And the scale of this departure from inverse square behavior, if it is actually occurring, is the important thing----how small do accelerations have to be before you notice. And the scale of this departure, suggest Smolin and others, is this length L (which is proposed to be a basic universal constant)

    and the tiny acceleration that goes along with that very long length L.
    Last edited: Jul 25, 2004
  8. Jul 25, 2004 #7
    This is very intriguing. I had heard of Doubly Special Relativity, but also that there were problems with it. I admit I don't know enough about it, nor even this Triply Special variety, but my question nonetheless is thus:

    Are there any ways that we can experimentally verify whether or not Triply Special relativity actually exists instead of the normal special relativity? And if so, does this imply we'd need a Triply General Relativity?
  9. Jul 25, 2004 #8


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    At the start of thread I mentioned Winterschool WS-2004
    this was a ten-day symposium on Quantum Gravity Phenomenology

    phenomenology means looking for ways of testing a theory by
    discovering and calculating measureable effects

    these days, what QG phenomenology boils down to is divising tests for DSR and TSR (different ways of bending the pure Lorentz symmetry)

    At WS-2004 they had several observational people lecturing as well as theorists,
    mostly: Ultra-High-Energy-CosmicRay (UHECR)and
    GammaRay Burst(GRB) astronomy
    an overview at WS-2004 was given by Ted Jacobson

    Tsvi Piran of jerusalem U gave the GRB talks
    Paolo Lipari gave the UHECR lectures

    the point is that (although the instruments out there are not good enough yet) a bunch of better instruments are going up and they will be able to look for distortions in Lorentz symmetry, so it is good to look at these guys slides and the graphs they have made of data so far and see how they will be going about their observational checking when the better instruments are working----you get a sense from their talks that they are already working on it and already (with the tools they have) starting to narrow down the constraints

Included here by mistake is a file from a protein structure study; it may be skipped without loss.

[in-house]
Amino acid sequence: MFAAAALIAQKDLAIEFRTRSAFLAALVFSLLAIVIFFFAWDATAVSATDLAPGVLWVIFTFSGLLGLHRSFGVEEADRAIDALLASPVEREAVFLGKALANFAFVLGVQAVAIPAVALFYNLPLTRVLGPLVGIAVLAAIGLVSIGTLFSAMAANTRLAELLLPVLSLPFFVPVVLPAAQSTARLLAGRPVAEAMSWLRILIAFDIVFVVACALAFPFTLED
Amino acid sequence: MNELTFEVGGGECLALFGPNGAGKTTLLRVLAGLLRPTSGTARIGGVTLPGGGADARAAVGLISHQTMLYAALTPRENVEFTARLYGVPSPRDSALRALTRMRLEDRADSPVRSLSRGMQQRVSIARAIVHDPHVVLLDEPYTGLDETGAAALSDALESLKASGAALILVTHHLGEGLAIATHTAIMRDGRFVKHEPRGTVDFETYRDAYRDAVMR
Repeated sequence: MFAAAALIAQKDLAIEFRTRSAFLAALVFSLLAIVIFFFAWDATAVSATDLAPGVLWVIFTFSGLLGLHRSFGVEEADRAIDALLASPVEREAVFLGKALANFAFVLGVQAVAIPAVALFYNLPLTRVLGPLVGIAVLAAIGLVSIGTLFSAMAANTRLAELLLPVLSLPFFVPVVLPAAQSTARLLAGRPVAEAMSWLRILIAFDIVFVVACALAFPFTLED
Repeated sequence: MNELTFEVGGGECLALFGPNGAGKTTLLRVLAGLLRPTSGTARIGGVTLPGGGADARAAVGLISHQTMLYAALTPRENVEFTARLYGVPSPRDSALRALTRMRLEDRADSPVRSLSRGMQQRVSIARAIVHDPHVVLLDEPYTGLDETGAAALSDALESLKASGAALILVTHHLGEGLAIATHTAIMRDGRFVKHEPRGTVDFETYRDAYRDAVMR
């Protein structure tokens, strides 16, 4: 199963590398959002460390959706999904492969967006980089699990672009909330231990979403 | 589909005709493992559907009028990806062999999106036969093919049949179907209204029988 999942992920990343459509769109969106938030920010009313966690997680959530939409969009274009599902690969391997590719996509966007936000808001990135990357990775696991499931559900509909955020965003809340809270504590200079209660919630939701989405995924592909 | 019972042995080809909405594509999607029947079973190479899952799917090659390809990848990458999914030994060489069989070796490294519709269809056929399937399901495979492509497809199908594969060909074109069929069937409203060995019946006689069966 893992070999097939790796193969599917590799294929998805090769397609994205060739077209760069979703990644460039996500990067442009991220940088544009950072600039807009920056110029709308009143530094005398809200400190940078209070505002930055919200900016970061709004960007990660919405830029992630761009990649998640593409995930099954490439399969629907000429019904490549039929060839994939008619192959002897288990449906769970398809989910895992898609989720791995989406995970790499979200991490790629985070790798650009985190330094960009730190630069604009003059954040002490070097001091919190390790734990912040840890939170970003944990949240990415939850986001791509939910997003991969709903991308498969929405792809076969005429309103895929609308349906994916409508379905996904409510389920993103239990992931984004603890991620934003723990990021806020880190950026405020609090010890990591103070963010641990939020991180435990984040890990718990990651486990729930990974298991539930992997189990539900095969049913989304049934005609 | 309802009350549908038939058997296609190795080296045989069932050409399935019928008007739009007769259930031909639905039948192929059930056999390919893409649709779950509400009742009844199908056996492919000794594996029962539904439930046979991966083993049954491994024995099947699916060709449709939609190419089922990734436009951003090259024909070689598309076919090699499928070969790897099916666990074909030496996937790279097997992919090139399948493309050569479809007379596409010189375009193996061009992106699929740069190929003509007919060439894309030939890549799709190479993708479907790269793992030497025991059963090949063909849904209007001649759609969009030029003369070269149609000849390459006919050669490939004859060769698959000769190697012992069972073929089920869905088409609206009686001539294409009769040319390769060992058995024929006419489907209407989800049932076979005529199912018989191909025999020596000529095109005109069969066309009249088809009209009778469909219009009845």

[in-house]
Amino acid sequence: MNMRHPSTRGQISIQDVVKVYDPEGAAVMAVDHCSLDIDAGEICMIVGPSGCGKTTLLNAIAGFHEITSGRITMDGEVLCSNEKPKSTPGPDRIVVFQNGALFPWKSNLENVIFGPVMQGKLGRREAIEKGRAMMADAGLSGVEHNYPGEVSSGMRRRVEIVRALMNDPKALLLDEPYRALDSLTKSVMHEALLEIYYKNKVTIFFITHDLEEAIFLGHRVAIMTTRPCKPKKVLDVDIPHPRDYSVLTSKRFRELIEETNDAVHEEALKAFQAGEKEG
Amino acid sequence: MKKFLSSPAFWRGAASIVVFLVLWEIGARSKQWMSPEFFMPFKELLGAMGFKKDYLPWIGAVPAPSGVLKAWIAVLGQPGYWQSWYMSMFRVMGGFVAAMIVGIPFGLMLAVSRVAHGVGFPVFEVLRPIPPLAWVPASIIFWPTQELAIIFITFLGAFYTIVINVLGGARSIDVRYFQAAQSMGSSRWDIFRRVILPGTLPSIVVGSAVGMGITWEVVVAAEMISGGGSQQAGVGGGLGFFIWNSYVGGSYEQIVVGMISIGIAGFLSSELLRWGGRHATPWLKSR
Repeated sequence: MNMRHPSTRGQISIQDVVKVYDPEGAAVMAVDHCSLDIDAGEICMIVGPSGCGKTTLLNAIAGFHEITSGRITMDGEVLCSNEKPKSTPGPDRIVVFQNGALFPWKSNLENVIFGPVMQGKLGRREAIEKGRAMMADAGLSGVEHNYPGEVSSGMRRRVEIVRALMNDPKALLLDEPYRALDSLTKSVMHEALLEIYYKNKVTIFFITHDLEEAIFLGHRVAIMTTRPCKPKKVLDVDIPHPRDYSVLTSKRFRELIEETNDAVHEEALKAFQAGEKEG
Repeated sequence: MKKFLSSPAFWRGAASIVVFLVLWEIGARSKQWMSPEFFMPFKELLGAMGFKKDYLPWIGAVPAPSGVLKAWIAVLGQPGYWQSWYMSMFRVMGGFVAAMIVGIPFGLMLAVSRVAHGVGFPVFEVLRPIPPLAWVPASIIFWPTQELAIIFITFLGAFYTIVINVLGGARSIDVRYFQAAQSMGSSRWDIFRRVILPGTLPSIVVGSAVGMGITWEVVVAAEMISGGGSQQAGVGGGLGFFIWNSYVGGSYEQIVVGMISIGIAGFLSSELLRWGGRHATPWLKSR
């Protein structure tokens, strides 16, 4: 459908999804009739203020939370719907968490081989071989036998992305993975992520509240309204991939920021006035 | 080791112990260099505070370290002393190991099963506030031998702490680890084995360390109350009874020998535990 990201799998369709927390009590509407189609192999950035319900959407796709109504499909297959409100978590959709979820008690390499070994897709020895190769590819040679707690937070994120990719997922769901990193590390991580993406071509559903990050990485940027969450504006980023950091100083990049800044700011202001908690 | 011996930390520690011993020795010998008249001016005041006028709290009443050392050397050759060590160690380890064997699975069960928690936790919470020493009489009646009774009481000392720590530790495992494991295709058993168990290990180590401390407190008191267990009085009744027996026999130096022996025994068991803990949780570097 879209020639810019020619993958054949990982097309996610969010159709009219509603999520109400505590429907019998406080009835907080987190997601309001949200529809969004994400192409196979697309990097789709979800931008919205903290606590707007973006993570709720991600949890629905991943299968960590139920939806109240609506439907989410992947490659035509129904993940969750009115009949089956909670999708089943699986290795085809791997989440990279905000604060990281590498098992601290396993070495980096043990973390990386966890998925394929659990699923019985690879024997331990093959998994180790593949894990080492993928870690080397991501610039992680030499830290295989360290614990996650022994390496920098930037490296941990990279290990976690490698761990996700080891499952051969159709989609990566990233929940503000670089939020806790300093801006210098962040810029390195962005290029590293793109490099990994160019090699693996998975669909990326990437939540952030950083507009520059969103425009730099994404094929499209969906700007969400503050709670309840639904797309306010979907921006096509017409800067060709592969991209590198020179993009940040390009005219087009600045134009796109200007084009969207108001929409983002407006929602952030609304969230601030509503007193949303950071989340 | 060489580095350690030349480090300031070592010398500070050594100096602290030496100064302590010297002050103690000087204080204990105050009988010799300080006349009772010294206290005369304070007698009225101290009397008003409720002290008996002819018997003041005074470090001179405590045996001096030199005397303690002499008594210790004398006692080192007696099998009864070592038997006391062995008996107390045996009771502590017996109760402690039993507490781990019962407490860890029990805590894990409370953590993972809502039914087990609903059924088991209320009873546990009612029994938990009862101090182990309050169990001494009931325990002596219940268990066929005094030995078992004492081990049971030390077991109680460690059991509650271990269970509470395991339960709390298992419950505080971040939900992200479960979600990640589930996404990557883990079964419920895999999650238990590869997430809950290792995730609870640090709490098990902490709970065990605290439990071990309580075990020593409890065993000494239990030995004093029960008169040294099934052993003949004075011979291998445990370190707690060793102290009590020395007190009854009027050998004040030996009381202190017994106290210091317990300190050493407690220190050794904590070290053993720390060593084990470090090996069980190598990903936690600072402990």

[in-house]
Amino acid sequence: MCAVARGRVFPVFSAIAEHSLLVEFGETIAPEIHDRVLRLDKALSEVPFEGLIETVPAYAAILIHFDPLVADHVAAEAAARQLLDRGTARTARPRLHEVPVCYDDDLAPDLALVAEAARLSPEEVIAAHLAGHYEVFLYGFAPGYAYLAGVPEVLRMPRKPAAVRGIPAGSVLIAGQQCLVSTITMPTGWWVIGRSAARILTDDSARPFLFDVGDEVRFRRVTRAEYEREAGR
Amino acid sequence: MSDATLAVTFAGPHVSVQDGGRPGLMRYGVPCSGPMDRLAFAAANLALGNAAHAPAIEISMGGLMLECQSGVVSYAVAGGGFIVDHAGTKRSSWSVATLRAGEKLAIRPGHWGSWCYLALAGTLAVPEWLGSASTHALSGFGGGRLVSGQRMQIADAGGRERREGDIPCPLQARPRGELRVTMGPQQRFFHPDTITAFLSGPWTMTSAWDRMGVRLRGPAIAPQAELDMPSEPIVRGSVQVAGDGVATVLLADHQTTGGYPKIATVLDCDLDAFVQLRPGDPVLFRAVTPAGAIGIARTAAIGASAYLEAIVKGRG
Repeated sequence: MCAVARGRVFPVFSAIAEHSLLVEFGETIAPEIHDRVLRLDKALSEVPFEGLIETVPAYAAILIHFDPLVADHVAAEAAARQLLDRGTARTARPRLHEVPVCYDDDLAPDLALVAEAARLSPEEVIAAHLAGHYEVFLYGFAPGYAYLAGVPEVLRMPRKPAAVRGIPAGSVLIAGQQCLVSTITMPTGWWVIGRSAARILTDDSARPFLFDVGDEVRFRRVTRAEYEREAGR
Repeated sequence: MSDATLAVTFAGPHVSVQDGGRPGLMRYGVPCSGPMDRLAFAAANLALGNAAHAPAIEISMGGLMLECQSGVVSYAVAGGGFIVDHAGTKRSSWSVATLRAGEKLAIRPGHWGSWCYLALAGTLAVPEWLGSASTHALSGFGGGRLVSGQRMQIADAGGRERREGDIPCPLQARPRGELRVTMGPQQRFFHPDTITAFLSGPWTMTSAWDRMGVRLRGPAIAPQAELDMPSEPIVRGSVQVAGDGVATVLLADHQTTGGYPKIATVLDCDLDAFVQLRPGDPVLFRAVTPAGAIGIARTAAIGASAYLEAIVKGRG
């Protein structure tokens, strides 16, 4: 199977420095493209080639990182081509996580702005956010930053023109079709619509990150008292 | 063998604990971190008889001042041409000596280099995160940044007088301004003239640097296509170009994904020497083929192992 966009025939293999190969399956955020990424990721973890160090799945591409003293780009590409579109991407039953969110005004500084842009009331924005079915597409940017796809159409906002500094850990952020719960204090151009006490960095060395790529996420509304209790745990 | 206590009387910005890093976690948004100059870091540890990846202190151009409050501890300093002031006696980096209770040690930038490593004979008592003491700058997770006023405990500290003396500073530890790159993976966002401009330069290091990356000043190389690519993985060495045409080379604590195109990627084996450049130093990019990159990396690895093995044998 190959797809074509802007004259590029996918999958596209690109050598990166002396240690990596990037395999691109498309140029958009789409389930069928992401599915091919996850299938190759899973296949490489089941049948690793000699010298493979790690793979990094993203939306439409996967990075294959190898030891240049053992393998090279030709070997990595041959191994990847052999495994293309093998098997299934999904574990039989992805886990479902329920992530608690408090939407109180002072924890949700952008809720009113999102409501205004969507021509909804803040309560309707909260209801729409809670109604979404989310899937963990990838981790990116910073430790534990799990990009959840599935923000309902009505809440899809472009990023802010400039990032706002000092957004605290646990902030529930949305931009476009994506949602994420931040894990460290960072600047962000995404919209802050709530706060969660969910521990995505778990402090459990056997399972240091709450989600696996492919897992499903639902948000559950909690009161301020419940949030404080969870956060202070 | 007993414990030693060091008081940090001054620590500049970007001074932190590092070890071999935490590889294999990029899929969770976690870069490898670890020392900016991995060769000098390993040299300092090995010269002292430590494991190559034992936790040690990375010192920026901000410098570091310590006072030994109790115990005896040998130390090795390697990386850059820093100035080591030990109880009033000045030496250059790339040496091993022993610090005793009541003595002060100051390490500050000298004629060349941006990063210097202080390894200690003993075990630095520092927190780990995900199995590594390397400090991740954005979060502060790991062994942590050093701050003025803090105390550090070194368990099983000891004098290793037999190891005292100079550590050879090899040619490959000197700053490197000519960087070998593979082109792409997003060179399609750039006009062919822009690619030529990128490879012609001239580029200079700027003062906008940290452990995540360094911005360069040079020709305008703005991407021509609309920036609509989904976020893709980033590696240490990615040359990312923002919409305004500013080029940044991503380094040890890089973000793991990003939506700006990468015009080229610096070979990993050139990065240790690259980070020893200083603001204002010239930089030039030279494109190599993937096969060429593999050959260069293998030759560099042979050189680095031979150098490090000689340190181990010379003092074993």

Last edited: Jul 25, 2004
  10. Jul 25, 2004 #9


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    this Smolin length
    the presumption is that it is constant
    (because it is just a synonym for the cosmological constant---the
    cos const is the inverse square of this length L)

    and that if L is 16 billion lightyears now
    then it was 16 billion lightyears back at the dawn of time back when
    things were hotter
    and denser than they are nowadays
    and quantum fluctuations ruled the world and

    moreover it will still be 16 billion lightyears when the sun is a
    cooling cinder and earth-life has died or migrated to other stars.

    We have had constant lengths before, but they were small
    like Planck length. We never had a large constant length like this.
    The other vast distances and times all change.
    The Hubble radius changes
    the hubble parameter changes
    the hubble time changes
    the age of the universe changes
    these are all vast extreme infrared things but they change.

    the presumption is that the cosm. const. Lambda does not.
    (It might if it happened to be a manifestation of "quintessence"
    but quintessence is a speculative idea somewhat on the margin)

    suddenly by surprise we have a constant that
    is a very long length
    Last edited: Jul 26, 2004
  11. Nov 11, 2004 #10


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    I have to say I probably made a numerical mistake in this thread

    John Baez was asking about the value of the cosmological constant
    and I realized that I had made a mistake in arithmetic. I will try to correct this

    In planck terms, which is the clearest easiest way to keep track of important constants like this,

    Lambda = 3.4E-122

    the damned ENERGY DENSITY that people substitute for Lambda and call dark energy, given in planck terms, is this Lambda divided by 8pi

    so it comes out

    rho_Lambda = 1.3E-123

    but that is just a distraction, if we are going to say the smolin length is the reciprocal squareroot of Lamda then it comes out

    L_smo = 5.4 E60

    that is actually a nice easy to remember length because of the 60
    and it comes out to be 9.5 billion lightyears, if I remember right.
    but always mistrust damned conversions of units.

    and these numbers are from the common consensus data of
    71 for the hubble
    and 0.73 for the "dark energy" fraction Omega_Lambda
    that they often give you, from WMAP and all that